Sony has confirmed that its next-generation console will be called the PlayStation 5, and it’ll be out in late 2020.
A blog post by PlayStation confirms the PS5 release date, with mentions of specific hardware capabilities for the upcoming PlayStation console, including a new DualShock controller that replaces “rumble” features with more precise haptic feedback, and “adaptive triggers” that can recreate different levels of resistance for different weapon loadouts or types of terrain you might be navigating in-game.
In an exclusive story for Wired, PS5 system architect Mark Cerny revealed some other tidbits about the PS5’s architecture, saying that the ray tracing feature we’d heard of previously – which allows for more advanced visual and audio effects in the game engine – would also be a built-in hardware feature rather than merely a software addition:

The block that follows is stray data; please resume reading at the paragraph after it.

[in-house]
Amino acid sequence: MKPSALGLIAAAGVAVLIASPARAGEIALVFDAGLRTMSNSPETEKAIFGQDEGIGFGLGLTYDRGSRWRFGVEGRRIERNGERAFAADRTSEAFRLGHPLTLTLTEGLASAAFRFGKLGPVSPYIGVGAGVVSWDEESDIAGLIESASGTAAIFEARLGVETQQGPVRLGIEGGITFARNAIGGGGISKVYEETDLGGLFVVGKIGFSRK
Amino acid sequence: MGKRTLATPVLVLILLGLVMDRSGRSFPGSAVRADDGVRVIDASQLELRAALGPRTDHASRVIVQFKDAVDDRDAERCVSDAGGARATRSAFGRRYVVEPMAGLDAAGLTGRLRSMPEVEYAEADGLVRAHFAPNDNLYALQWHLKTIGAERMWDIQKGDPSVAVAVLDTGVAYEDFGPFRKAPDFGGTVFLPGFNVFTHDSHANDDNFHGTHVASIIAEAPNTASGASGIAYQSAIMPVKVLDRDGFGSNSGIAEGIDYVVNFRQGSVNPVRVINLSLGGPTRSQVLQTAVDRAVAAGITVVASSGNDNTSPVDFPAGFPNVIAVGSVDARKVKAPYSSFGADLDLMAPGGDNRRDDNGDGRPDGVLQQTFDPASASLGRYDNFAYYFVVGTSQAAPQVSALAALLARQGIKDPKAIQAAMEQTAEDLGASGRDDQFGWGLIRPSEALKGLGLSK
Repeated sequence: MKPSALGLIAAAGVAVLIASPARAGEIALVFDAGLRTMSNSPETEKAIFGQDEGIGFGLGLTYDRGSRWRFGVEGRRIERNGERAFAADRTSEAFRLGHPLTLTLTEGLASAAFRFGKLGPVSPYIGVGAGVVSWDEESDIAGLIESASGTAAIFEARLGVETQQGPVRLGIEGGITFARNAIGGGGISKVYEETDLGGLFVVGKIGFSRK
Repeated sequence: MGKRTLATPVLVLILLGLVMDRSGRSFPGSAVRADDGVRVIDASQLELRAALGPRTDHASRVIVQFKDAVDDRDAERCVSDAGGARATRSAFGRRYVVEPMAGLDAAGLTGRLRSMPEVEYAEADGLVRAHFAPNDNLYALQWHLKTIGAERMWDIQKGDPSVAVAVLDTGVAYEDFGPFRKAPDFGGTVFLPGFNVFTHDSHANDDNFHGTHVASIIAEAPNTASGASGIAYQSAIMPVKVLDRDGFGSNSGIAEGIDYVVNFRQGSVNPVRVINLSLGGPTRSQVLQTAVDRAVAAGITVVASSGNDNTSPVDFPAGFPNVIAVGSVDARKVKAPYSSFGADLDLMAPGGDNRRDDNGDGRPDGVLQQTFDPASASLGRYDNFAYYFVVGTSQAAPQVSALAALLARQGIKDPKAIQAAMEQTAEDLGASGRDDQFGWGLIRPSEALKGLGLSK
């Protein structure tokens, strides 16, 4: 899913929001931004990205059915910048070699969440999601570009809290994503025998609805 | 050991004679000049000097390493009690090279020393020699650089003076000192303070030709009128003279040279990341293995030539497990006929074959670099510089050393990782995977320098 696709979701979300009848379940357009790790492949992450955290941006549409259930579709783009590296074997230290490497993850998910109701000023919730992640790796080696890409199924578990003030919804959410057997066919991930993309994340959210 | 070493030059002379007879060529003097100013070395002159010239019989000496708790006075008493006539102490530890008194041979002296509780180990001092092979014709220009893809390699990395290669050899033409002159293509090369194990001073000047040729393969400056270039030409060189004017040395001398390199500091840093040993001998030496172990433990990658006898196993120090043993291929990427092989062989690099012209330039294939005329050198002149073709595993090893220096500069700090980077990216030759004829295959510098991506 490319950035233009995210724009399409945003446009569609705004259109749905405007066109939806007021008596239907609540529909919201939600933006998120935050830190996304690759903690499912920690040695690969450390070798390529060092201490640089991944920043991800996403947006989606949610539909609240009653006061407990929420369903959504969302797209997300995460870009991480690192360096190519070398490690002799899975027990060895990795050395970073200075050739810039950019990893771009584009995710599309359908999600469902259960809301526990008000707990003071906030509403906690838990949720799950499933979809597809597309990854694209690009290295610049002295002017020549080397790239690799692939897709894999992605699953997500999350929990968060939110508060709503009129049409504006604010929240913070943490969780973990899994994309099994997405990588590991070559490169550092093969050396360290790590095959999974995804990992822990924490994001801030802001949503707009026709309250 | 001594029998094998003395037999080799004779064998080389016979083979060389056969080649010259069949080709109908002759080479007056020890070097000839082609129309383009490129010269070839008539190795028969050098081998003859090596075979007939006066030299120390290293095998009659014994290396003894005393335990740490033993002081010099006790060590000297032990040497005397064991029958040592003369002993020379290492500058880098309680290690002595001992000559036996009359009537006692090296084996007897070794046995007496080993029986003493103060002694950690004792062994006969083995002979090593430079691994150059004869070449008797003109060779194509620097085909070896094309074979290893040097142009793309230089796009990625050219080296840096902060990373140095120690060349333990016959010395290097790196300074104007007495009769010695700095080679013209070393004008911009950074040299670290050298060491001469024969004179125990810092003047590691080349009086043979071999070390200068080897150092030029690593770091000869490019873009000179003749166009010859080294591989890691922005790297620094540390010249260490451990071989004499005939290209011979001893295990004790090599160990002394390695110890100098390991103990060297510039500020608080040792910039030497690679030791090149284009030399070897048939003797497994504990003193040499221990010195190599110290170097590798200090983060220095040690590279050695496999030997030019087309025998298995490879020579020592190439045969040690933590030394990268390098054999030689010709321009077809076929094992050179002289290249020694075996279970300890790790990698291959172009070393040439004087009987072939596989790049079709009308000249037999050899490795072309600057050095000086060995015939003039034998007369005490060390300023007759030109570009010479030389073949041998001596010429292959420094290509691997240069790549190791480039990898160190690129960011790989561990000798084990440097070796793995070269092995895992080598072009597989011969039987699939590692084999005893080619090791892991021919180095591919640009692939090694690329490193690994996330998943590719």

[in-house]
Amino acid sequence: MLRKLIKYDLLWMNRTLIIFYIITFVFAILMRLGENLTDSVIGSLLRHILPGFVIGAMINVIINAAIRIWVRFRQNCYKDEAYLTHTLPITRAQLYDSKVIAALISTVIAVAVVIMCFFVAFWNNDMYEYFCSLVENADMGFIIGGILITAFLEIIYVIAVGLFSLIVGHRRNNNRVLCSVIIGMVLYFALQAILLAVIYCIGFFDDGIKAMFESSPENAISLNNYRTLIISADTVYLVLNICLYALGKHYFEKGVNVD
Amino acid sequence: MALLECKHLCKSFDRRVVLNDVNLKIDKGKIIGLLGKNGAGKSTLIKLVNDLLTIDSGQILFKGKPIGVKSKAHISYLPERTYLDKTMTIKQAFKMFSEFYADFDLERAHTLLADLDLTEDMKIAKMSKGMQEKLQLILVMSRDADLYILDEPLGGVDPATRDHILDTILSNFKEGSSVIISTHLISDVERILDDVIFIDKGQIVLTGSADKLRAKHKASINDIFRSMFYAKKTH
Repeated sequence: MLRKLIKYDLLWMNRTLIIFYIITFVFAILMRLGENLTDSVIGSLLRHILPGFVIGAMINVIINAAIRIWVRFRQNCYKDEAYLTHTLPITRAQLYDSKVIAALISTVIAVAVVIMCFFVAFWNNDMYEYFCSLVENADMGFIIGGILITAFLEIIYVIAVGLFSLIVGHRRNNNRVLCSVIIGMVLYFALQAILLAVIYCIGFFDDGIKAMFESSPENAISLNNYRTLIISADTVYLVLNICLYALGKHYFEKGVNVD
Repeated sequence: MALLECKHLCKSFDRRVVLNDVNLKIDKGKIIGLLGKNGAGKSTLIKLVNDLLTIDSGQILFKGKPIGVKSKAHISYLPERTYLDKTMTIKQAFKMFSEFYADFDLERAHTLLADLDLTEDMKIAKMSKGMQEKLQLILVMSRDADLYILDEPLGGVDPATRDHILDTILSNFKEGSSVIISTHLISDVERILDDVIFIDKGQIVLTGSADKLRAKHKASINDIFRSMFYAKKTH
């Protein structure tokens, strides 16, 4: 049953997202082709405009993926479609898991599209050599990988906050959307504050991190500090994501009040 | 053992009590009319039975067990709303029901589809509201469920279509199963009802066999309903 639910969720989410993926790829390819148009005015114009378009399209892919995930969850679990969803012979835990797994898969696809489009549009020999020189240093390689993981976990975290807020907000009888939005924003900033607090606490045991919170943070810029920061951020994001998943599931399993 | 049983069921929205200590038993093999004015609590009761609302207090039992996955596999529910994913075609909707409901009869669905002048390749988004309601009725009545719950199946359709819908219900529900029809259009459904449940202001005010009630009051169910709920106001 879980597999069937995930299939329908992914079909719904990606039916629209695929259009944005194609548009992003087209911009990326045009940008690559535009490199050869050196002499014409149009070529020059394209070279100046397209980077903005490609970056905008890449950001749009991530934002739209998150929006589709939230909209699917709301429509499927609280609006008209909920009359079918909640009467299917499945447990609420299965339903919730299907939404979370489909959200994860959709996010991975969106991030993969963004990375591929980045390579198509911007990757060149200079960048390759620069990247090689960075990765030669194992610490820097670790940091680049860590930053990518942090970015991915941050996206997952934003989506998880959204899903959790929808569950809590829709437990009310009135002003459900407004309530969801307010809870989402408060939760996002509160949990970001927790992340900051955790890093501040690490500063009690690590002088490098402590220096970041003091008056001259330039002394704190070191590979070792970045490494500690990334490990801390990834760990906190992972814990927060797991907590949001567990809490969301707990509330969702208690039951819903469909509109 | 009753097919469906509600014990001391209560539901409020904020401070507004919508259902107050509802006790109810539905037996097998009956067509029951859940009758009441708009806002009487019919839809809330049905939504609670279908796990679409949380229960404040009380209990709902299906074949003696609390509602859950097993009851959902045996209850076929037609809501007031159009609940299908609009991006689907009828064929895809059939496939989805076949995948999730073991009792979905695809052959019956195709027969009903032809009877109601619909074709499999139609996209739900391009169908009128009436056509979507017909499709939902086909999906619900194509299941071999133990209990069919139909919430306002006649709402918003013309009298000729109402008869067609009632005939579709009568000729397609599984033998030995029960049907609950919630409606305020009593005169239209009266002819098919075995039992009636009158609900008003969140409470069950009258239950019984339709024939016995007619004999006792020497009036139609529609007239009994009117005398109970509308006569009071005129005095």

“There is ray-tracing acceleration in the GPU hardware […] which I believe is the statement that people were looking for.”
Wired also confirmed that the PS5’s controller will finally be making the jump to USB-C as well as other refinements like a larger battery and improved speakers. The PS5 will use standard 100GB Blu-ray discs — Sony had previously confirmed that the console will offer a disc drive — but all games will have to be installed to the internal SSD this time around.
Also new on the PS5 is a “completely revamped user interface” that will show off far more detailed social features on the home screen. Sony promises that you’ll be able to see (and launch directly into) specific features of a game, like a single-player level or multiplayer match, directly from the home screen, instead of first having to launch the game and then navigate in.
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